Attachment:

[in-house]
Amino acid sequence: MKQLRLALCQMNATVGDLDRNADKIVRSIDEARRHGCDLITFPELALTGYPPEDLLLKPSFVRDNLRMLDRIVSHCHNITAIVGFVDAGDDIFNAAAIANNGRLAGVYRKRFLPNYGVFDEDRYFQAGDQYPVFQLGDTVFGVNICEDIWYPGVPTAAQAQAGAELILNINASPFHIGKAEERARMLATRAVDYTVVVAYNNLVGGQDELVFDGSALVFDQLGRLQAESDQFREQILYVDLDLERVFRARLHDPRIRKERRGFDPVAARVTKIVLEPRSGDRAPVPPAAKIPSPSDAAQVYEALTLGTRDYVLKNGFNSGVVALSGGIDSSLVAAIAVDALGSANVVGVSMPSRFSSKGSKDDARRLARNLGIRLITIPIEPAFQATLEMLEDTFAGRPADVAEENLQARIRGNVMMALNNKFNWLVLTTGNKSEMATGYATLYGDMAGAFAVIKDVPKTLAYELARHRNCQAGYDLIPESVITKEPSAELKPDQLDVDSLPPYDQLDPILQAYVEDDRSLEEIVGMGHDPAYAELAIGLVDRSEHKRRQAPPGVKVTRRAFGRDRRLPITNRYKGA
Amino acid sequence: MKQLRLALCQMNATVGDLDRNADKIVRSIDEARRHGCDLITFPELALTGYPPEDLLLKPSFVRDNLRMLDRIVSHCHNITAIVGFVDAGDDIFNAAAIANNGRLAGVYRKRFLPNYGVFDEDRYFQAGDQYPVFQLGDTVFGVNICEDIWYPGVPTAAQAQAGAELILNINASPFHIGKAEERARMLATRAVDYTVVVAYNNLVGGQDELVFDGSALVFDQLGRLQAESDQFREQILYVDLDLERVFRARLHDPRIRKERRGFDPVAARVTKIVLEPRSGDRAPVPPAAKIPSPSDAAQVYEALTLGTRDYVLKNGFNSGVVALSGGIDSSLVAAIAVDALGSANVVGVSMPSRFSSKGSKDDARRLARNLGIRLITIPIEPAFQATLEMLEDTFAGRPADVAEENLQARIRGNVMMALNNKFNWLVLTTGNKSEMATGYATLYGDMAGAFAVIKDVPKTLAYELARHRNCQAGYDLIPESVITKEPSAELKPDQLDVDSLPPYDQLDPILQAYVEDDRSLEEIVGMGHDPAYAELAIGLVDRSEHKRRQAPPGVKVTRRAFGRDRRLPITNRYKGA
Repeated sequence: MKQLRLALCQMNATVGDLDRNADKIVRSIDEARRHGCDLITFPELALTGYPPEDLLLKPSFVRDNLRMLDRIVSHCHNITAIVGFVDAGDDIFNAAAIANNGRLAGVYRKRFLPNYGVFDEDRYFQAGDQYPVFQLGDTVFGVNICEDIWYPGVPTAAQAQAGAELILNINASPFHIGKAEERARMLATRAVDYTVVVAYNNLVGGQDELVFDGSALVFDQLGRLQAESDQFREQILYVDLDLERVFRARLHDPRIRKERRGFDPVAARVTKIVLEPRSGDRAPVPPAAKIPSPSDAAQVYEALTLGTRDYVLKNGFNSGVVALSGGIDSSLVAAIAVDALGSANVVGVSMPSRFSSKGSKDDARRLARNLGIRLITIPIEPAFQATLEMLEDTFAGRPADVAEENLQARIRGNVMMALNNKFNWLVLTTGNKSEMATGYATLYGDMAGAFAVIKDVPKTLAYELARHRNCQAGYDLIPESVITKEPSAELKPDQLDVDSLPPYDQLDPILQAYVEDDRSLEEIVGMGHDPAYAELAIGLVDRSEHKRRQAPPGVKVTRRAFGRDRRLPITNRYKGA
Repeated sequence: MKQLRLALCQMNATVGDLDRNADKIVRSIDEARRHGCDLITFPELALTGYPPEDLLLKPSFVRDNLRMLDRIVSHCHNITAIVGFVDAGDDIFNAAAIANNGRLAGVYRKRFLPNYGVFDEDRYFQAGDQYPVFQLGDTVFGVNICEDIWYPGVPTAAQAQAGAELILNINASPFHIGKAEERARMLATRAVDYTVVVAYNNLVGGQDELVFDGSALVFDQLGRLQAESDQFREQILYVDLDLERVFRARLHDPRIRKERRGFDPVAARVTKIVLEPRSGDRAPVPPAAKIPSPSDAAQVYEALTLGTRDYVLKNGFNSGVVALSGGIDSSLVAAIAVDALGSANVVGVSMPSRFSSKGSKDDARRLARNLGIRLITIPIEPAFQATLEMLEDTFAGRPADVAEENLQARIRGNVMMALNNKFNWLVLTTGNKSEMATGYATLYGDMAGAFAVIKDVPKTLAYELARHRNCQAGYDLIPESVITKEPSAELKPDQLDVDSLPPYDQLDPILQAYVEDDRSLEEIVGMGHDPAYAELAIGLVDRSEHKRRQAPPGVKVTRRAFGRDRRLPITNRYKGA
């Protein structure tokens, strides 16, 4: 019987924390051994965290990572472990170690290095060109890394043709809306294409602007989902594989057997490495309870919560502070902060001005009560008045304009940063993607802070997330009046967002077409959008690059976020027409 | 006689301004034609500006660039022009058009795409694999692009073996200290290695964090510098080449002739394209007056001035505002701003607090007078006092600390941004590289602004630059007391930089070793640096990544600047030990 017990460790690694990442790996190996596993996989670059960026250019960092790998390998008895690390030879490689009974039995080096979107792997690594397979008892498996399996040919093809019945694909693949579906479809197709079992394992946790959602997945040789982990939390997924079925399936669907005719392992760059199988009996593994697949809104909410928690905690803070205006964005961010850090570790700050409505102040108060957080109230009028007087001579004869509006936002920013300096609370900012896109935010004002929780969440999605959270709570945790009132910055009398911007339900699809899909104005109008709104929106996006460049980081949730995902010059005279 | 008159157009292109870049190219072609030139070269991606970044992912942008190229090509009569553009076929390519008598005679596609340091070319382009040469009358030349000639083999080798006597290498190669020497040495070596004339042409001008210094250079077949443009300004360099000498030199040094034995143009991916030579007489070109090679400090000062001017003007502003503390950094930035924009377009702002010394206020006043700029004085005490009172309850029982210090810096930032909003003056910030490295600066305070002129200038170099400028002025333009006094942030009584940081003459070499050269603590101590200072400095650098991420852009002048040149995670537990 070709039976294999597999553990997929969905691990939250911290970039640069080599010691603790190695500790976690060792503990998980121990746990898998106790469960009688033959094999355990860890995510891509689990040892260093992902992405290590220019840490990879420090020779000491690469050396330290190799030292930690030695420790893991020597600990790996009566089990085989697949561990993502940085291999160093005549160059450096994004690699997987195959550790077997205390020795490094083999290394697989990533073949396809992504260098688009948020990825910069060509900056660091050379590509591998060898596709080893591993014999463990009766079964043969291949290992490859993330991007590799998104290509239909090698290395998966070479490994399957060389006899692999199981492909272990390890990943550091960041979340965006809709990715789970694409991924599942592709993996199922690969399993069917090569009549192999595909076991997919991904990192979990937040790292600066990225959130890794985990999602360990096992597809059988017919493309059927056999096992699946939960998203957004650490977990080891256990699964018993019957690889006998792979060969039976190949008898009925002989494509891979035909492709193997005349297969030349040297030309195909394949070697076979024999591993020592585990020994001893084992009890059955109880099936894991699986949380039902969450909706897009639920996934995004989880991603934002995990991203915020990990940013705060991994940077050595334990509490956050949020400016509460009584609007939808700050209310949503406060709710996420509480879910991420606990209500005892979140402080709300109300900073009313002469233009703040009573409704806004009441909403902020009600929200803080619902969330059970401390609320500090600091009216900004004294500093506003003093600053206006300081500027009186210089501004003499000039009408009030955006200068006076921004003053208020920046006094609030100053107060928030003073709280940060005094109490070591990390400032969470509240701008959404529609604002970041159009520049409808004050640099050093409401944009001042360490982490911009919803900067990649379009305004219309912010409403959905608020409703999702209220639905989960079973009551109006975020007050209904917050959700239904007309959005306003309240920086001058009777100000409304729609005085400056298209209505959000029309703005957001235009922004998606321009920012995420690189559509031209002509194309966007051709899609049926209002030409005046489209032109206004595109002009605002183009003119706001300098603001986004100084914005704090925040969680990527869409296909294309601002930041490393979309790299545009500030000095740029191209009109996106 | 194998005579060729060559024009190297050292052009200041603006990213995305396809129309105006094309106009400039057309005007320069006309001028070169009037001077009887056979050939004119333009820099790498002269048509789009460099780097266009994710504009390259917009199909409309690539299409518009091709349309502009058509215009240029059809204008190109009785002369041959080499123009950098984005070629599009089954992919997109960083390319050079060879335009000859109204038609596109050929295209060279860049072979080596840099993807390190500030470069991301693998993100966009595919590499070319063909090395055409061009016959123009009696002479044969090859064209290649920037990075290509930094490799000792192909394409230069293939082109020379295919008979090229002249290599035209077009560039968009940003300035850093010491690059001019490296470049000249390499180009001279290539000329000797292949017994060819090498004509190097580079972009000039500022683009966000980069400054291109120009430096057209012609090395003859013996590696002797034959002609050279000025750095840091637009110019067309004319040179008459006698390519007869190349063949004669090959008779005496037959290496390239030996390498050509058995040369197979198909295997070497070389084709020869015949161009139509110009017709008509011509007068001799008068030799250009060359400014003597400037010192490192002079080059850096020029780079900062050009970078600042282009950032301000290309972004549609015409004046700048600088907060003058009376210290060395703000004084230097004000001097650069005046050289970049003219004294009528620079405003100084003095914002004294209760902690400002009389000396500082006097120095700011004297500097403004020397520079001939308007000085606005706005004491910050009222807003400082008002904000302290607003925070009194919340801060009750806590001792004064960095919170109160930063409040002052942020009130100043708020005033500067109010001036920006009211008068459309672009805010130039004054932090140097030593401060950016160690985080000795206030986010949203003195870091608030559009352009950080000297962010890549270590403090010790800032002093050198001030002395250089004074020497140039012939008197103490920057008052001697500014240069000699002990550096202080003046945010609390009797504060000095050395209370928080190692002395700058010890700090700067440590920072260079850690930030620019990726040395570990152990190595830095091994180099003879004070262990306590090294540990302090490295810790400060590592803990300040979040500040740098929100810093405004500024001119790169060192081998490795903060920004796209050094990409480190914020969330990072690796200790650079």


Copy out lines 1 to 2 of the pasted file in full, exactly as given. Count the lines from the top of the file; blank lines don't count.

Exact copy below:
[in-house]
Amino acid sequence: MKQLRLALCQMNATVGDLDRNADKIVRSIDEARRHGCDLITFPELALTGYPPEDLLLKPSFVRDNLRMLDRIVSHCHNITAIVGFVDAGDDIFNAAAIANNGRLAGVYRKRFLPNYGVFDEDRYFQAGDQYPVFQLGDTVFGVNICEDIWYPGVPTAAQAQAGAELILNINASPFHIGKAEERARMLATRAVDYTVVVAYNNLVGGQDELVFDGSALVFDQLGRLQAESDQFREQILYVDLDLERVFRARLHDPRIRKERRGFDPVAARVTKIVLEPRSGDRAPVPPAAKIPSPSDAAQVYEALTLGTRDYVLKNGFNSGVVALSGGIDSSLVAAIAVDALGSANVVGVSMPSRFSSKGSKDDARRLARNLGIRLITIPIEPAFQATLEMLEDTFAGRPADVAEENLQARIRGNVMMALNNKFNWLVLTTGNKSEMATGYATLYGDMAGAFAVIKDVPKTLAYELARHRNCQAGYDLIPESVITKEPSAELKPDQLDVDSLPPYDQLDPILQAYVEDDRSLEEIVGMGHDPAYAELAIGLVDRSEHKRRQAPPGVKVTRRAFGRDRRLPITNRYKGA